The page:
Artificial electron acceptors decouple archaeal methane oxidation from sulfate reduction

Research output: Contribution to journalArticle


  • Silvan Scheller

  • Hang Yu
  • Grayson L. Chadwick
  • Shawn E. McGlynn
  • Victoria J. Orphan

Research units

  • California Institute of Technology
  • Tokyo Metropolitan University


The oxidation of methane with sulfate is an important microbial metabolism in the global carbon cycle. In marine methane seeps, this process is mediated by consortia of anaerobic methanotrophic archaea (ANME) that live in syntrophy with sulfate-reducing bacteria (SRB). The underlying interdependencies within this uncultured symbiotic partnership are poorly understood. We used a combination of rate measurements and single-cell stable isotope probing to demonstrate that ANME in deep-sea sediments can be catabolically and anabolically decoupled from their syntrophic SRB partners using soluble artificial oxidants. The ANME still sustain high rates of methane oxidation in the absence of sulfate as the terminal oxidant, lending support to the hypothesis that interspecies extracellular electron transfer is the syntrophic mechanism for the anaerobic oxidation of methane.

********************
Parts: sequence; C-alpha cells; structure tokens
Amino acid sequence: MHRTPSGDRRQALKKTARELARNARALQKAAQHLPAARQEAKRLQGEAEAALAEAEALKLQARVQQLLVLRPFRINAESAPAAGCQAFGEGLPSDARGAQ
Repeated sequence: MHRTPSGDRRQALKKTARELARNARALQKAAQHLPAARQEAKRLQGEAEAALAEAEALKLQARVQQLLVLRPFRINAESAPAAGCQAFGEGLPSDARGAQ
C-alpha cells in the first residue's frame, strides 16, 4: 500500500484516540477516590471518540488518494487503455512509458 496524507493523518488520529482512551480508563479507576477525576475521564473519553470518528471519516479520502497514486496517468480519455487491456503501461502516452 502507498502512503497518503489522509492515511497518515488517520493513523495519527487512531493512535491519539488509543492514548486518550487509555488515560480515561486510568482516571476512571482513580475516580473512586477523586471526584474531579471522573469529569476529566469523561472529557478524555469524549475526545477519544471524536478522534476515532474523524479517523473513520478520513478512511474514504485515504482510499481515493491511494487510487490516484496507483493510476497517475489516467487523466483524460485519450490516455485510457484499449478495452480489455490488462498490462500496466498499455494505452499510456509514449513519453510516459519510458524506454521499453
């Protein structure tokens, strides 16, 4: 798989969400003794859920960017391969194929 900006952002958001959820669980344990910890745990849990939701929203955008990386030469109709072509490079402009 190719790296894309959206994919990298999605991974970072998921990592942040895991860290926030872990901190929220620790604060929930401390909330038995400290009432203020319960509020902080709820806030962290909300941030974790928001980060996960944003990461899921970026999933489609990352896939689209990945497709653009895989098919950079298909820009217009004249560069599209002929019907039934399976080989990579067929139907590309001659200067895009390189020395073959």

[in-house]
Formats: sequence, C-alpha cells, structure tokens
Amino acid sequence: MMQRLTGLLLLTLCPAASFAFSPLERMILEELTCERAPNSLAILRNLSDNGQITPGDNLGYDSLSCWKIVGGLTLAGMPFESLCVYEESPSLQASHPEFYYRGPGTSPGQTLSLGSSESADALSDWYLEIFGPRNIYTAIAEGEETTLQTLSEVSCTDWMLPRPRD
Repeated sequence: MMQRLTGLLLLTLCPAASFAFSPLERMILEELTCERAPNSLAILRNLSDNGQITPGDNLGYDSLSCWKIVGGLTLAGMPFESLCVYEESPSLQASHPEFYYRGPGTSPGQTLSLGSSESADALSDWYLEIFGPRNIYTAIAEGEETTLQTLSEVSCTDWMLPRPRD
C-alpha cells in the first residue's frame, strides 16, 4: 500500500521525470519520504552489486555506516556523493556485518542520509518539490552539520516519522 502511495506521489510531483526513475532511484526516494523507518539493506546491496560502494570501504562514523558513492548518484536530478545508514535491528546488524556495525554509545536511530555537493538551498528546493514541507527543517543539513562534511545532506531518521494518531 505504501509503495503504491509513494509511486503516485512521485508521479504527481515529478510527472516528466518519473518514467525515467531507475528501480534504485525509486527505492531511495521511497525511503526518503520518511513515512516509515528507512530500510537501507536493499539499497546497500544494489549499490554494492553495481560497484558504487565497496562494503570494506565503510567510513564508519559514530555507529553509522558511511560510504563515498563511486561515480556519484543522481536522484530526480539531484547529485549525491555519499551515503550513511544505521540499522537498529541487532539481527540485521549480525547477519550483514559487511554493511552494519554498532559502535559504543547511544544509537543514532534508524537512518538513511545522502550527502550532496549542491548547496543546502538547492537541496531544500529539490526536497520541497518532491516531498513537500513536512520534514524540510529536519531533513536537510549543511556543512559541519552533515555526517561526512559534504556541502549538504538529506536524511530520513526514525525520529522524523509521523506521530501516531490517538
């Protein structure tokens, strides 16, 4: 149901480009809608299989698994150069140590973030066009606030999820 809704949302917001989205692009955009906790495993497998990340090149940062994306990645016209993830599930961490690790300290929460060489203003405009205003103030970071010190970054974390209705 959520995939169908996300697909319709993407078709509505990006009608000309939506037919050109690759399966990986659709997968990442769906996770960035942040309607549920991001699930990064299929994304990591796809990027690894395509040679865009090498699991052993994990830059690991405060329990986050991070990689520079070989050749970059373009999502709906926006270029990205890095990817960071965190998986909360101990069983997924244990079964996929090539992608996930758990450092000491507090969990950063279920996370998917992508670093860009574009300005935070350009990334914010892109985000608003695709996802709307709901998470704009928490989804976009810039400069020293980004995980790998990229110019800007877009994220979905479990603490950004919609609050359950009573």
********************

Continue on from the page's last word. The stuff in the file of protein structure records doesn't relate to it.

Original languageEnglish
Pages (from-to)703-707
Number of pages5
Issue number6274
Publication statusPublished - 12 Feb 2016
MoE publication typeA1 Journal article-refereed

ID: 15324881